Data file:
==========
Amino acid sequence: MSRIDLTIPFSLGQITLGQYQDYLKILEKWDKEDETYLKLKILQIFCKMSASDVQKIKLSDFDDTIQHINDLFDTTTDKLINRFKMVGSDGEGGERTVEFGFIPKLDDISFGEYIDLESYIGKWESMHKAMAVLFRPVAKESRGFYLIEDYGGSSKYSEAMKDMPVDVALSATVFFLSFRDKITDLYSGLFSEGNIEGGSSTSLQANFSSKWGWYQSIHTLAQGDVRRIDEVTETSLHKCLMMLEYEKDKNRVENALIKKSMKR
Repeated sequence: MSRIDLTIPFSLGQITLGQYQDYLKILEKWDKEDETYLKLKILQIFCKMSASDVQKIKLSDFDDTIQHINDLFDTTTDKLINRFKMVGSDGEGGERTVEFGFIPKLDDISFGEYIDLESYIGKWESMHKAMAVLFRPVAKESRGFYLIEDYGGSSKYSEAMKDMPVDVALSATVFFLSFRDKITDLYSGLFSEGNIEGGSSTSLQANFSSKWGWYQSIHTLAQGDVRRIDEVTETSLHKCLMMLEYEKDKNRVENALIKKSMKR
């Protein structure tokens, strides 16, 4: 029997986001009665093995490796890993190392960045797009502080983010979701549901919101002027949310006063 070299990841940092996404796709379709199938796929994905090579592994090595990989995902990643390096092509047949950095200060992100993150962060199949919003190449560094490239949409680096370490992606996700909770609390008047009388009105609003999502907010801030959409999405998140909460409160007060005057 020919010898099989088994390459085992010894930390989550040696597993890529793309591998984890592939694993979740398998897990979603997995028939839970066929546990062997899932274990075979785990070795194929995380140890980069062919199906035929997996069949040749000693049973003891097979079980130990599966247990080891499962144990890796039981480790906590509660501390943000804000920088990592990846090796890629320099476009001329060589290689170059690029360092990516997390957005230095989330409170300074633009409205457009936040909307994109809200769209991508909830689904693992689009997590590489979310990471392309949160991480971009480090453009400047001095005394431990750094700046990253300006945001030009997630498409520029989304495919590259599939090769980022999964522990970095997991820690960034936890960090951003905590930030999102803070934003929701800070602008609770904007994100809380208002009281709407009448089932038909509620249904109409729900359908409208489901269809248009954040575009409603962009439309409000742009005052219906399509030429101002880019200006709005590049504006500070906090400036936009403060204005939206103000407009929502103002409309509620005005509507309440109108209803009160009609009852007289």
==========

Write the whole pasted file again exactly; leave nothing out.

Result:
Amino acid sequence: MSRIDLTIPFSLGQITLGQYQDYLKILEKWDKEDETYLKLKILQIFCKMSASDVQKIKLSDFDDTIQHINDLFDTTTDKLINRFKMVGSDGEGGERTVEFGFIPKLDDISFGEYIDLESYIGKWESMHKAMAVLFRPVAKESRGFYLIEDYGGSSKYSEAMKDMPVDVALSATVFFLSFRDKITDLYSGLFSEGNIEGGSSTSLQANFSSKWGWYQSIHTLAQGDVRRIDEVTETSLHKCLMMLEYEKDKNRVENALIKKSMKR
Repeated sequence: MSRIDLTIPFSLGQITLGQYQDYLKILEKWDKEDETYLKLKILQIFCKMSASDVQKIKLSDFDDTIQHINDLFDTTTDKLINRFKMVGSDGEGGERTVEFGFIPKLDDISFGEYIDLESYIGKWESMHKAMAVLFRPVAKESRGFYLIEDYGGSSKYSEAMKDMPVDVALSATVFFLSFRDKITDLYSGLFSEGNIEGGSSTSLQANFSSKWGWYQSIHTLAQGDVRRIDEVTETSLHKCLMMLEYEKDKNRVENALIKKSMKR
């Protein structure tokens, strides 16, 4: 029997986001009665093995490796890993190392960045797009502080983010979701549901919101002027949310006063 070299990841940092996404796709379709199938796929994905090579592994090595990989995902990643390096092509047949950095200060992100993150962060199949919003190449560094490239949409680096370490992606996700909770609390008047009388009105609003999502907010801030959409999405998140909460409160007060005057 020919010898099989088994390459085992010894930390989550040696597993890529793309591998984890592939694993979740398998897990979603997995028939839970066929546990062997899932274990075979785990070795194929995380140890980069062919199906035929997996069949040749000693049973003891097979079980130990599966247990080891499962144990890796039981480790906590509660501390943000804000920088990592990846090796890629320099476009001329060589290689170059690029360092990516997390957005230095989330409170300074633009409205457009936040909307994109809200769209991508909830689904693992689009997590590489979310990471392309949160991480971009480090453009400047001095005394431990750094700046990253300006945001030009997630498409520029989304495919590259599939090769980022999964522990970095997991820690960034936890960090951003905590930030999102803070934003929701800070602008609770904007994100809380208002009281709407009448089932038909509620249904109409729900359908409208489901269809248009954040575009409603962009439309409000742009005052219906399509030429101002880019200006709005590049504006500070906090400036936009403060204005939206103000407009929502103002409309509620005005509507309440109108209803009160009609009852007289």